Between the lines at the Sundance Screenwriters Lab
June 29, 2010
In the shade of a sprawling pine tree, on the banks of a gurgling creek, a young man chats animatedly with a bearded fellow more than twice his age. Between them lies a thick stack of papers and a row of gnawed No. 2 pencils.
What looks like a scene from a movie may actually be the formative stages of a feature film.
It’s a typical day for the fellows and creative advisors participating in Sundance Institute’s Screenwriters Lab, a five-day workshop that gives independent screenwriters the opportunity to work intensively on their feature film scripts with guidance from established writers.
The lab, which took place at Sundance Resort last week, is the second in a series of summer programs geared toward emerging directors, screenwriters, producers, editors and composers.
Many people assume that Sundance Institute’s year-round activities revolve around its most widely recognized program, the Sundance Film Festival. However, the festival is a single aspect of founder Robert Redford’s vision. It was developed in 1984 as a platform for the crux of the Institute’s mission: to find and foster the next generation of exciting new voices in film.
Filmmaker labs were developed to provide an environment for filmmakers that encourages innovation and creative risk-taking. The first lab was held at Sundance Resort in 1981 and incorporated all aspects of the filmmaking process.
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Since then, the program has expanded and evolved into a series of labs designed for specific roles in the filmmaking realm.
Michelle Satter, the director of Sundance Institute’s Feature Film Program, has been involved with labs since the pilot year. She has seen the program evolve in terms of logistics; however, "The intent, mission and spirit of generosity haven’t changed," she said Wednesday during an interview at Sundance Resort.
Labs are a safe space for filmmakers to explore, push boundaries, and be challenged by themselves and by the advisors, she said. The focus is on the process, not the result. Taking risks, pushing boundaries and confronting one’s fears are highly encouraged.
Each lab brings in a group of fellows, or participants selected through an open application process, and a group of creative advisors esteemed in their respective fields. The fellows meet with different advisors throughout the duration of the labs and also attend various screenings, seminars and support activities related to their creative pursuits.
The programs that take place at Sundance Resort include the Feature Film Creative Producing Lab, which includes components for directors, screenwriters and producers, and the Documentary Film Creative Producing Lab, which includes components for directors, editors and producers.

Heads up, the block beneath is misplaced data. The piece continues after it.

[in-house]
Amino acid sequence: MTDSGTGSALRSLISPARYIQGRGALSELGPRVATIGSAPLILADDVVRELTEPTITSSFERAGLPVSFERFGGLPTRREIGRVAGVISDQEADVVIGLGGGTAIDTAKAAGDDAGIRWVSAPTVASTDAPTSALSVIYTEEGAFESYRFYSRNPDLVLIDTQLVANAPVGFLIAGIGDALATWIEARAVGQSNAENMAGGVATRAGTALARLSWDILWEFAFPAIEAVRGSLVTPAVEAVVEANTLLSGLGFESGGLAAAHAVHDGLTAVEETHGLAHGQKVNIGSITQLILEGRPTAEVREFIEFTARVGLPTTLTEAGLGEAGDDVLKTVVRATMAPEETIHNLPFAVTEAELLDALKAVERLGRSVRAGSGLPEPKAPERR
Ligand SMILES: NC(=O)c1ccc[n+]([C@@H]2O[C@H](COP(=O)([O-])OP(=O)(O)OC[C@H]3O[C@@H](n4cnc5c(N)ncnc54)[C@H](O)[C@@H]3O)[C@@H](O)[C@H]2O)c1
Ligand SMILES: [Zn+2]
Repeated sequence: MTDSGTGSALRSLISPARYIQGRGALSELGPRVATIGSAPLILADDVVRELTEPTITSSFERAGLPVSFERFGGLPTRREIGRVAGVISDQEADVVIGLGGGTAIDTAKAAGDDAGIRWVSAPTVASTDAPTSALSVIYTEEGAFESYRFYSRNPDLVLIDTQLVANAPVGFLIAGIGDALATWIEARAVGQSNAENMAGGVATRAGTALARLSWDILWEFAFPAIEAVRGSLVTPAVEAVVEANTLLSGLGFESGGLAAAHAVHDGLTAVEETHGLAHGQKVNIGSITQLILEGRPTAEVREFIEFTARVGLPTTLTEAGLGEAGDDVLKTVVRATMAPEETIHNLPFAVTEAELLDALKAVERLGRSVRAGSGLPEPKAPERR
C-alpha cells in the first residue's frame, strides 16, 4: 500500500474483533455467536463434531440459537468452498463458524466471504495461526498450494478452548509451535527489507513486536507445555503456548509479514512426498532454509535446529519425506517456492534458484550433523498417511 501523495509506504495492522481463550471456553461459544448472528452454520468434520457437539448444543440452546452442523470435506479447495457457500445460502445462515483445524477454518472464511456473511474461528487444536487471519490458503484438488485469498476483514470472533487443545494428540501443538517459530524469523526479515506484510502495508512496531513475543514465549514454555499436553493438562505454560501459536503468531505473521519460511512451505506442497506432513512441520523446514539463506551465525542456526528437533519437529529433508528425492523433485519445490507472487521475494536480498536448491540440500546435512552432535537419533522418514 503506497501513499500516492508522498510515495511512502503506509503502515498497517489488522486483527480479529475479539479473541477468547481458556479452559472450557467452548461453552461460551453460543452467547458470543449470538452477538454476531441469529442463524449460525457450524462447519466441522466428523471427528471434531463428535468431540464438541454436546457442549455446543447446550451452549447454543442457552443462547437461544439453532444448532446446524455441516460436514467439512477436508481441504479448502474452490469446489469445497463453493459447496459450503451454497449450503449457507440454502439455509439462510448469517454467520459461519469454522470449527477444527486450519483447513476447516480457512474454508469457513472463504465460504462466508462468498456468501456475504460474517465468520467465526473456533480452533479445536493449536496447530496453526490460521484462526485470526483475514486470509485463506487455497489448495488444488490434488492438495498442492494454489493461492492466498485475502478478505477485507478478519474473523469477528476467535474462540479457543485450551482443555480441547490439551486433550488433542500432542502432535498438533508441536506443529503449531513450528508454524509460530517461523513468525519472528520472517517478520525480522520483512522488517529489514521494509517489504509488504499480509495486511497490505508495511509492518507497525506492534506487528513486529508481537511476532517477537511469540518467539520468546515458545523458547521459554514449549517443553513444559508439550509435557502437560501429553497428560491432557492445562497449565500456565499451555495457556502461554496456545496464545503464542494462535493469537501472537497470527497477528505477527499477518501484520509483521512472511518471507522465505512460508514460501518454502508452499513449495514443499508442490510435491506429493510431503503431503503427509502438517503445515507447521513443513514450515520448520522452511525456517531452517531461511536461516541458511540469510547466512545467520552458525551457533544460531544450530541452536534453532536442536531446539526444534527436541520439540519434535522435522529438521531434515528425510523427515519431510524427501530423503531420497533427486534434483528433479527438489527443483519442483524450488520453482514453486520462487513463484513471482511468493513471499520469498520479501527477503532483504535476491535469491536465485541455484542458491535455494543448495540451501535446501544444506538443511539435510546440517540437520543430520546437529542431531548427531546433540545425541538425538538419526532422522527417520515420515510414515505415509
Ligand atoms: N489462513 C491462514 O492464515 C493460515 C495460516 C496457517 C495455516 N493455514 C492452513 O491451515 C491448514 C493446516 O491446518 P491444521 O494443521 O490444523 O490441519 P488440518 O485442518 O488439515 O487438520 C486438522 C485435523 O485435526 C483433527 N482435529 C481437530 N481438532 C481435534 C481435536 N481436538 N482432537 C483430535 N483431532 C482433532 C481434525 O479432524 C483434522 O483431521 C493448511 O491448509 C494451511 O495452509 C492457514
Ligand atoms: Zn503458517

Sundance Institute also operates theatre labs, offered this year in Massachusetts, New York and Kenya; composers labs as part of its Film Music Program; and a lab for Native American filmmakers, which took place in May in New Mexico.
About half of the projects developed through filmmaker labs actually end up making their way to the screen, Satter said. Notable films that were workshopped in Sundance labs include "Reservoir Dogs," "Boys Don’t Cry" and "Requiem for a Dream."
Between 10 and 15 projects from last year’s labs are in the process of getting made into movies, she said. Depending on timing, some will premiere at the 2011 Sundance Film Festival, although projects from labs are not automatically accepted into the festival or given preferential treatment in the selection process.
For filmmakers whose projects do continue on to later stages of production, the Institute strives to provide a "continuum of support." According to Ilyse McKimmie, associate director of the Feature Film Program, assisting filmmakers throughout the lifespan of their projects is a crucial component of the program.
The continuum of support, McKimmie said, involves encouraging contact with advisors beyond the labs, connecting filmmakers with the Institute’s vast network of industry professionals, providing letters of recommendation for funds, offering financial support through project-specific grants and artist fellowships, and setting up screenings of projects at various stages of production.
Recently, the Institute has begun looking at how to expand support for finished projects entering the marketplace, Satter said. The most recent additions to the Creative Producing Initiative – the feature and documentary producing labs and the Producing Summit – take into account current economic challenges for independent filmmakers and offer advice in terms of financing, distribution and marketing strategies.
A sanctuary for scriptwriters
The June screenwriters lab is one of two that take place at Sundance Resort. Its structure is the same as the January lab; the only difference, Satter said, is the weather and the winter lab’s proximity to the Sundance Film Festival, with which it coincides.
Screenwriters labs run for five days and allow 12 to 15 emerging fellows to enter an intensive, project-focused environment. The central element of the labs is intimate, one-on-one story sessions with creative advisors.
Satter estimated that the Institute received between 1,500 and 2,000 applications for the January screenwriters lab and speculated the June numbers are similar. The selection committee looks for the most innovative, unique and deeply personal stories, she said.
Last week’s lab featured 13 projects and 15 fellows from diverse backgrounds and several different countries. Of the screenwriters, eight had completed the feature film directors lab during the previous three weeks.
Participation in multiple labs is not unusual, Satter said. A third of participants in screenwriters labs go on to a second lab, although there’s no guarantee that participation in one lab will lead to acceptance for another.
The scripts that arrive at the Screenwriters Lab are definitely works in progress, McKimmie said. "We want them to be in a place where they are clearly connected to their story but have some issues to work out."
Getting chummy with the fellows